Tolstoy's Relation to the Russian Orthodox Church

In 2010, the Russian Orthodox Church decried the literary giant's "tragic spiritual aberrations."

In 2010, the Russian Orthodox Church decried the literary giant's "tragic spiritual aberrations." Images

by Contributing Writer

One of Russia's towering literary figures, Leo Tolstoy wrote many celebrated novels and short stories in the late nineteenth century. Some of his best-known works include War and Peace, Anna Karenina and The Death of Ivan Ilyich. His astounding legacy is revered by students of literature worldwide -- although the Russian Orthodox Church, in a feud that has lingered long beyond the author's death, still blacklists his work.

From the Church to the World

As an infant, Tolstoy was baptized into the Russian Orthodox Church and was raised in the church throughout his childhood. Then, around the age of 15, he began to move away from the faith. By the age of 18 he claimed to still believe in the existence of a god, but did not embrace the church’s teachings. Tolstoy went on to live the hard life of a soldier. He gambled, participated in torrid affairs, often drank to excess and committed many other deeds that he later considered criminal. Later in life, he again struggled with the idea of faith and even returned to the Russian Orthodox Church for a time, though he ultimately left it for good.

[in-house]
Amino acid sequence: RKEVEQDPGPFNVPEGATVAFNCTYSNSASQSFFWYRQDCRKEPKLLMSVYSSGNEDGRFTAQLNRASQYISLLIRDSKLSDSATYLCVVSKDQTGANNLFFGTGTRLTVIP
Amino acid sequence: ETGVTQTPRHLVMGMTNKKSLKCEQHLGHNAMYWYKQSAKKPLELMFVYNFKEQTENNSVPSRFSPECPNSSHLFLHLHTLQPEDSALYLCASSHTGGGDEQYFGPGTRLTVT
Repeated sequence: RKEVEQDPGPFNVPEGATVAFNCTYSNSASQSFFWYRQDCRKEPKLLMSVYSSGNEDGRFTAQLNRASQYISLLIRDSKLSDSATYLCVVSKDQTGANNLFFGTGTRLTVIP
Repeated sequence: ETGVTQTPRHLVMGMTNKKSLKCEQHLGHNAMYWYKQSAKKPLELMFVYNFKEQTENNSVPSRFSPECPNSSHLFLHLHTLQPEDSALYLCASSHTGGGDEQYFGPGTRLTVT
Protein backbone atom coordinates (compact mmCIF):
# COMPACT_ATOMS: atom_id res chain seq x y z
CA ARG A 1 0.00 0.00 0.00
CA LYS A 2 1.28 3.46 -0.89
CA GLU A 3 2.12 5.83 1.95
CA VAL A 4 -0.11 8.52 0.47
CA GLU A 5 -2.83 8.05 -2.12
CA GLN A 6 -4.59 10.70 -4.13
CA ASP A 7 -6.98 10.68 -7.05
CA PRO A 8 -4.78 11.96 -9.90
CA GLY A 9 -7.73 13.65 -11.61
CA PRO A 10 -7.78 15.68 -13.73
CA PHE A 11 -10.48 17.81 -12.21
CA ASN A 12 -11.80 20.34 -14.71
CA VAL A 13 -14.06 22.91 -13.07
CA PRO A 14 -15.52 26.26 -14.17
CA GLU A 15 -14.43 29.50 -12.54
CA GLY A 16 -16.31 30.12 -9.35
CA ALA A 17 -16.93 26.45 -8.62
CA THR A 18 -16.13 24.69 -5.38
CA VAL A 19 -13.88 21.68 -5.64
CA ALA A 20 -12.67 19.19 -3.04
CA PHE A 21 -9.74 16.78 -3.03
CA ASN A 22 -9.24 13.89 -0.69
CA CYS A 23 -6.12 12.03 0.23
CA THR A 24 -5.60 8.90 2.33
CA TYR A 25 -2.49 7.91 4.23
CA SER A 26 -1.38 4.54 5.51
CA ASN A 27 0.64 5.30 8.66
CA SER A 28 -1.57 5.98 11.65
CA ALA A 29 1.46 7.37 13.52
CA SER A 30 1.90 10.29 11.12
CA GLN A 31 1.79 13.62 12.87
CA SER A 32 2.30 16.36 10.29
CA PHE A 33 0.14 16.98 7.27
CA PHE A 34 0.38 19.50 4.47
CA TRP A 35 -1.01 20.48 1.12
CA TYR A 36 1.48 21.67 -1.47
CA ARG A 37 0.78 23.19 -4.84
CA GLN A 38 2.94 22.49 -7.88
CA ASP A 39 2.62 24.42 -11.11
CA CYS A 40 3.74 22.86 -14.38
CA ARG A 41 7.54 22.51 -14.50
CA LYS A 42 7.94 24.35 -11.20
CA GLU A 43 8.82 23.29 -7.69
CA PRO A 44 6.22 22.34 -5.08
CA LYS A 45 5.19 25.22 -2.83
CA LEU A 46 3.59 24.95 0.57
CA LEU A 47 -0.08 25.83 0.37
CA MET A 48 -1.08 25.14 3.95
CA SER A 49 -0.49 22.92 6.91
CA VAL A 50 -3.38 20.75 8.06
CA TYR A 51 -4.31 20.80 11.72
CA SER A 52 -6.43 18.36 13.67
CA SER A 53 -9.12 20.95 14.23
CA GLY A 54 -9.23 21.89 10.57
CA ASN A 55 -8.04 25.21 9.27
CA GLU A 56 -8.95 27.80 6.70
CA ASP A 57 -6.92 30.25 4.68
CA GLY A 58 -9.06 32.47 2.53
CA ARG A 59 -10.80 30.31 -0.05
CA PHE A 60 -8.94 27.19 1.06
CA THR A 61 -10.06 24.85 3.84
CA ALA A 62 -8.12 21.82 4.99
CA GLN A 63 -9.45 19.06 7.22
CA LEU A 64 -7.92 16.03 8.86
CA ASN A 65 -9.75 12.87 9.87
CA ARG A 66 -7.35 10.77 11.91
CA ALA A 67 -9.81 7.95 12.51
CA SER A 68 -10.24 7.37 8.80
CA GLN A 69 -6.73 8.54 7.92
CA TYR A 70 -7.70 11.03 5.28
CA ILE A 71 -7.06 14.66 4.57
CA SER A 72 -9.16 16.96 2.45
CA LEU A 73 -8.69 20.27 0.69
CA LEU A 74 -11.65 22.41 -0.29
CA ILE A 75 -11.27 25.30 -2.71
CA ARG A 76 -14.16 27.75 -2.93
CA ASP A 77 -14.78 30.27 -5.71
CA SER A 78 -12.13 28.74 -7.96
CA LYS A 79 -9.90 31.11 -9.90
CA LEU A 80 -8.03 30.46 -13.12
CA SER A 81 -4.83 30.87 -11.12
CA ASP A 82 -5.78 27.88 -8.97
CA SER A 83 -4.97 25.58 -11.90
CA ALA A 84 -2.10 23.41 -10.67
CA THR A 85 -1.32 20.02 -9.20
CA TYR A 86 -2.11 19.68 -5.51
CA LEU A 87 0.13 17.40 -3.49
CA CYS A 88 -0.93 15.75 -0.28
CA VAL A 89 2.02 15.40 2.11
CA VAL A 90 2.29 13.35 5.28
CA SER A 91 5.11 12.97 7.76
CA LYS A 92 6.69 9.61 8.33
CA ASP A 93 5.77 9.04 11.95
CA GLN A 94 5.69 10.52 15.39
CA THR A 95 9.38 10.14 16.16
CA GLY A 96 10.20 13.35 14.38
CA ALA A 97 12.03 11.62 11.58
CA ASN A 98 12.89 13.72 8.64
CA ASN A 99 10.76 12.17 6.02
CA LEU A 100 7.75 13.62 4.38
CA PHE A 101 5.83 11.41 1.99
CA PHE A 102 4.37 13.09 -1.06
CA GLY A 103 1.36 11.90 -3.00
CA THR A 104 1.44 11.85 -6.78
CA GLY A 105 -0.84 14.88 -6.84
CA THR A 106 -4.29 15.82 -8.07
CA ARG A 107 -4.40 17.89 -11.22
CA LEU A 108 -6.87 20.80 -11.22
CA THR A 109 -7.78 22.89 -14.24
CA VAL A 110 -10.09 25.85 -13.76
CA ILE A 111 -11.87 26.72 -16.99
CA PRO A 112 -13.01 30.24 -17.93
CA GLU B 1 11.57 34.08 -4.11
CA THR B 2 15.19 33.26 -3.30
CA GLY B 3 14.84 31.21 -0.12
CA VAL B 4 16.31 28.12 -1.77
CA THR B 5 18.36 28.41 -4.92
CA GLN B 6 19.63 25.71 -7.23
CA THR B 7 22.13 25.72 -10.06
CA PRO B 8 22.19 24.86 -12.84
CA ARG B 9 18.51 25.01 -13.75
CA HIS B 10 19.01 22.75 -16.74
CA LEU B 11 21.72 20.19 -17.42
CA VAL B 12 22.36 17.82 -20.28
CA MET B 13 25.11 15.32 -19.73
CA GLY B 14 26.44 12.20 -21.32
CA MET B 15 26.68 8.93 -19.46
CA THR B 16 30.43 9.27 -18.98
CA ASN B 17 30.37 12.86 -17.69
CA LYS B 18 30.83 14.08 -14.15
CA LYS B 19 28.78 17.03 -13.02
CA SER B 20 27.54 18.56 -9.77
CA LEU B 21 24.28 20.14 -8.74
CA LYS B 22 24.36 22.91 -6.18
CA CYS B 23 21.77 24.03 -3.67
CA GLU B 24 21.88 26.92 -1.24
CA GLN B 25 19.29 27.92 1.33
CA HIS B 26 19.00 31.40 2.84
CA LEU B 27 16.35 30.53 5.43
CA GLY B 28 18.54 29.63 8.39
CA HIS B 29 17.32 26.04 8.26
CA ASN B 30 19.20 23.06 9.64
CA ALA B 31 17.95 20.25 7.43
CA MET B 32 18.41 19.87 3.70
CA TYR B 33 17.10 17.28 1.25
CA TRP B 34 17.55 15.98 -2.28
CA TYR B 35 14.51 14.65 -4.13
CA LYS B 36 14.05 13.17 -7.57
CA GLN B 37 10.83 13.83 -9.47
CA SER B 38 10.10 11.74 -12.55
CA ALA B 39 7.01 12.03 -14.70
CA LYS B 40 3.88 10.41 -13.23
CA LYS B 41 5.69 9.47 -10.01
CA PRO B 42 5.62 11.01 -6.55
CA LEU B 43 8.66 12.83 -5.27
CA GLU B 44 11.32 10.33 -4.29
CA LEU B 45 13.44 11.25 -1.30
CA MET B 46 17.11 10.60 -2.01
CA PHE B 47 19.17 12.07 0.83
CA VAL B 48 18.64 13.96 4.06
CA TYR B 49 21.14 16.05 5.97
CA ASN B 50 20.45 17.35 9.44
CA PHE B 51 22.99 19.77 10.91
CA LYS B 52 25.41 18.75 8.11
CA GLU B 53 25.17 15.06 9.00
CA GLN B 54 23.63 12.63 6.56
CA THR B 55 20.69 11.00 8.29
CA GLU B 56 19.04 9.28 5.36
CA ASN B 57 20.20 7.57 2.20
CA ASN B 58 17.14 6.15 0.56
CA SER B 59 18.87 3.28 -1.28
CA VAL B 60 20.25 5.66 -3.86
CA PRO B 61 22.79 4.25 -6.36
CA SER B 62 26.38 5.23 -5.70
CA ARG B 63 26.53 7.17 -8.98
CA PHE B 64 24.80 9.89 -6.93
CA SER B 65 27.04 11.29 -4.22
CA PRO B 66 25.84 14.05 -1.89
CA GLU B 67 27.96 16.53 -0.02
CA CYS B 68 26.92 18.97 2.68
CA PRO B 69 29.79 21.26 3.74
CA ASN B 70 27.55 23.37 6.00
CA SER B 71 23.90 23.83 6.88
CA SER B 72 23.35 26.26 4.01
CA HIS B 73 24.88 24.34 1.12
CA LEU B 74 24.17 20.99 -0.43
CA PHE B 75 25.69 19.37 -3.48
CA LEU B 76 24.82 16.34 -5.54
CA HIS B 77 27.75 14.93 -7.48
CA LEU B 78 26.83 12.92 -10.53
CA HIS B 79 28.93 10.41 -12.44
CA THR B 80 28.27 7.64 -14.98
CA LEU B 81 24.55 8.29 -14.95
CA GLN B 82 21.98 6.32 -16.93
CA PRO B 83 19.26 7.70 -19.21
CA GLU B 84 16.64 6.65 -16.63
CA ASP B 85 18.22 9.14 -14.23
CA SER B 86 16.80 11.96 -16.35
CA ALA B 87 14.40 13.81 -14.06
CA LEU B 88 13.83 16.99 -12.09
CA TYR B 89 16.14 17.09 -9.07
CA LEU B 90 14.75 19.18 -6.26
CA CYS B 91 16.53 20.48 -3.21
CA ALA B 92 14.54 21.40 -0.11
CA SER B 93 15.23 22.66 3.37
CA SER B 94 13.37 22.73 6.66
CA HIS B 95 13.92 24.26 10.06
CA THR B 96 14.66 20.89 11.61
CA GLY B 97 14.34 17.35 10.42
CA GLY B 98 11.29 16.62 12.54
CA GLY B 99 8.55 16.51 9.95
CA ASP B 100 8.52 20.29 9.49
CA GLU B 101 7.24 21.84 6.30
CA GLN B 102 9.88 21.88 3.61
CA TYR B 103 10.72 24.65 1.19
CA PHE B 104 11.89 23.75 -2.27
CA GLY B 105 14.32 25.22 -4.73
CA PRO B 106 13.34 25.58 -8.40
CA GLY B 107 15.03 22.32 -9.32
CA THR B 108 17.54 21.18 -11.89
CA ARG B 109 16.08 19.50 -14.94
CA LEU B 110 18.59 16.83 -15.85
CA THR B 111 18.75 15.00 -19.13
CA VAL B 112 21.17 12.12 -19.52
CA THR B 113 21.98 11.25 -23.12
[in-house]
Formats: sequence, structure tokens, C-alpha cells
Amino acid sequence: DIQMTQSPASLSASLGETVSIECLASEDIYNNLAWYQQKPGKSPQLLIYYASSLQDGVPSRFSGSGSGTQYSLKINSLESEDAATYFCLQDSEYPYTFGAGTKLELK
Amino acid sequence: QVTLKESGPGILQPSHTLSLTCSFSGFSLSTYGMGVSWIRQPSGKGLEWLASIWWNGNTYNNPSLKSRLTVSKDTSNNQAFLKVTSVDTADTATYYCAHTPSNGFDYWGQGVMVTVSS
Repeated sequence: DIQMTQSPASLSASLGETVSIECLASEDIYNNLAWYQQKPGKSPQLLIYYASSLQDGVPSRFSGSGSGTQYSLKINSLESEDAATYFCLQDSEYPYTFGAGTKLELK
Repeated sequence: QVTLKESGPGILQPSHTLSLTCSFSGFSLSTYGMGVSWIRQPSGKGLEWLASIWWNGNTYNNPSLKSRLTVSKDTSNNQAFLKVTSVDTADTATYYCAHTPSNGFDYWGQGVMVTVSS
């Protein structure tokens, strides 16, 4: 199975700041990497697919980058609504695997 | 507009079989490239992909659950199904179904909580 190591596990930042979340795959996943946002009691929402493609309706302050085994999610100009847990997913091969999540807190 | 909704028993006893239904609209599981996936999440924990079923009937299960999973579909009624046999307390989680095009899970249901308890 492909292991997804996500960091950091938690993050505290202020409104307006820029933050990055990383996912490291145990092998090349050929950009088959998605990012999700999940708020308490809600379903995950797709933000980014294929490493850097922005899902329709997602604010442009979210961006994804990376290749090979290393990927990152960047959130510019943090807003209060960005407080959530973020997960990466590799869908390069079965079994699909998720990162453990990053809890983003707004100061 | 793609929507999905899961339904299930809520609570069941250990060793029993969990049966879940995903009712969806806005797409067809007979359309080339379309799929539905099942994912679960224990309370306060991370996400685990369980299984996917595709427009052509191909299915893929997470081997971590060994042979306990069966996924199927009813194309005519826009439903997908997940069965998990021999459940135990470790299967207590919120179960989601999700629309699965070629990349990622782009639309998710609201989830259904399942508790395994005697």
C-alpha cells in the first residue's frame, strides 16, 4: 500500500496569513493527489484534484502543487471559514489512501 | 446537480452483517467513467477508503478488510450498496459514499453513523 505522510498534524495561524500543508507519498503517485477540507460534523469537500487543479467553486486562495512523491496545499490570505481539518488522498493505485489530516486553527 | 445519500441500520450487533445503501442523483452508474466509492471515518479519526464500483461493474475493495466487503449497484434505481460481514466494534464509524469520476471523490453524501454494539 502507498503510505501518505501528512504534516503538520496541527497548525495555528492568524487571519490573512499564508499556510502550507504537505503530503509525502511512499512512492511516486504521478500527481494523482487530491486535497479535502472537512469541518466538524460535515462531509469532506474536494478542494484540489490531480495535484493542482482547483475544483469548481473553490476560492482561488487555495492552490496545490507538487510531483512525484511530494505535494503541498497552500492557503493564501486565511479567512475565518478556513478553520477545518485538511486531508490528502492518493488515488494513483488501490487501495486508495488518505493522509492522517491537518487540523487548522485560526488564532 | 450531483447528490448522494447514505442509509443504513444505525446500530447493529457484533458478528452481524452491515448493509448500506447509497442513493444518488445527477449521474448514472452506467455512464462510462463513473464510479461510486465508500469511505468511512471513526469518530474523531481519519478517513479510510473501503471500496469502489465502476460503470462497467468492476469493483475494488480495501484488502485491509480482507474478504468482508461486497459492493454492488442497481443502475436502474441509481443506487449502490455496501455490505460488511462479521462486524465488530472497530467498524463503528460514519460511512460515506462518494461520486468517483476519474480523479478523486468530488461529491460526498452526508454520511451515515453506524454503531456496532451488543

Critiques in Print

Convinced that Church dogma and ritual mired the spirit of Christianity, in 1880, Tolstoy wrote the Critique of Dogmatic Theology. He continued to write about his beliefs against dogma in religion in a periodical called The Mediator. Even his novel Resurrection, was perceived as an attack on the teachings of the Church.

Excommunication, With No Candles

In response to these writings, the Russian Orthodox Church excommunicated Tolstoy in 1901. Citing his unconventional beliefs about Christianity, including his conviction to no longer eat meat, the Church claimed that Tolstoy was a destructive influence against its teachings. Later, it even went on to claim that Tolstoy’s work had inspired and perhaps aided the Bolsheviks’ rise to power, which ushered in a time of persecution for the Church. For these supposed crimes, the Church decreed that no candles could be burned for Tolstoy within any of its churches.

The Feud Lingers

Over one hundred years later, the feud between Tolstoy and the Orthodox Church still stands. In 2001, there were some efforts, led by Tolstoy’s great-great-grandson, to encourage the Church to revisit its excommunication of the writer who was such an important figure in Russian history and culture. Instead of forgiveness, the Church reaffirmed its excommunication of Tolstoy, and predominantly Russian Orthodox thinkers even kept his works blacklisted. The Church’s official stance was documented publicly in a letter that was published in the state-run newspaper, Rossiyskaya Gazeta. The letter acknowledged the beauty and talent of Tolstoy’s work, but stated that Tolstoy’s grievances against the Church could not be expunged.

About the Author

Amanda Graber has been a writer and editor since 2009. Her fiction and nonfiction have appeared in numerous publications. As an editor, she has worked for both a commercial magazine and a children's literary agency. Graber holds a master's degree in writing and publishing from DePaul University.

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